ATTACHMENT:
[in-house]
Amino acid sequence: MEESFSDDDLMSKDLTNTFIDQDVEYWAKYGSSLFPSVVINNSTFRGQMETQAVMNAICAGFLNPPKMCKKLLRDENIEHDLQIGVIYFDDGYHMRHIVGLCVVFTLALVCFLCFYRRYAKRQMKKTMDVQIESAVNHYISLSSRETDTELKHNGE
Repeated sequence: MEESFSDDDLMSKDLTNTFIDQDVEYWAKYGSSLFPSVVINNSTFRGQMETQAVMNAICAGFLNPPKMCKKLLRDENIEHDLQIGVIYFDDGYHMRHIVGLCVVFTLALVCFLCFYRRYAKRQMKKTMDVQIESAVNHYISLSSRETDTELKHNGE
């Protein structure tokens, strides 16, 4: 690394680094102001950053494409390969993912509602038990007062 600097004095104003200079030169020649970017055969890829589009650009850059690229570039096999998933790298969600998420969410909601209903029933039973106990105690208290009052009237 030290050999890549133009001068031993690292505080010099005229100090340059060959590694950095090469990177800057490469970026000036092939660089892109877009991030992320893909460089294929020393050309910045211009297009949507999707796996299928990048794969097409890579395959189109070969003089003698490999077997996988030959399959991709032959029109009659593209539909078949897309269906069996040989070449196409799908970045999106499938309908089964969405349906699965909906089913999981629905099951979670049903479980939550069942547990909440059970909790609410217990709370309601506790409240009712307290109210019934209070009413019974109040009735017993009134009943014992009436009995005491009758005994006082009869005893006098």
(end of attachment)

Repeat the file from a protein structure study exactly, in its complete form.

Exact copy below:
[in-house]
Amino acid sequence: MEESFSDDDLMSKDLTNTFIDQDVEYWAKYGSSLFPSVVINNSTFRGQMETQAVMNAICAGFLNPPKMCKKLLRDENIEHDLQIGVIYFDDGYHMRHIVGLCVVFTLALVCFLCFYRRYAKRQMKKTMDVQIESAVNHYISLSSRETDTELKHNGE
Repeated sequence: MEESFSDDDLMSKDLTNTFIDQDVEYWAKYGSSLFPSVVINNSTFRGQMETQAVMNAICAGFLNPPKMCKKLLRDENIEHDLQIGVIYFDDGYHMRHIVGLCVVFTLALVCFLCFYRRYAKRQMKKTMDVQIESAVNHYISLSSRETDTELKHNGE
């Protein structure tokens, strides 16, 4: 690394680094102001950053494409390969993912509602038990007062 600097004095104003200079030169020649970017055969890829589009650009850059690229570039096999998933790298969600998420969410909601209903029933039973106990105690208290009052009237 030290050999890549133009001068031993690292505080010099005229100090340059060959590694950095090469990177800057490469970026000036092939660089892109877009991030992320893909460089294929020393050309910045211009297009949507999707796996299928990048794969097409890579395959189109070969003089003698490999077997996988030959399959991709032959029109009659593209539909078949897309269906069996040989070449196409799908970045999106499938309908089964969405349906699965909906089913999981629905099951979670049903479980939550069942547990909440059970909790609410217990709370309601506790409240009712307290109210019934209070009413019974109040009735017993009134009943014992009436009995005491009758005994006082009869005893006098």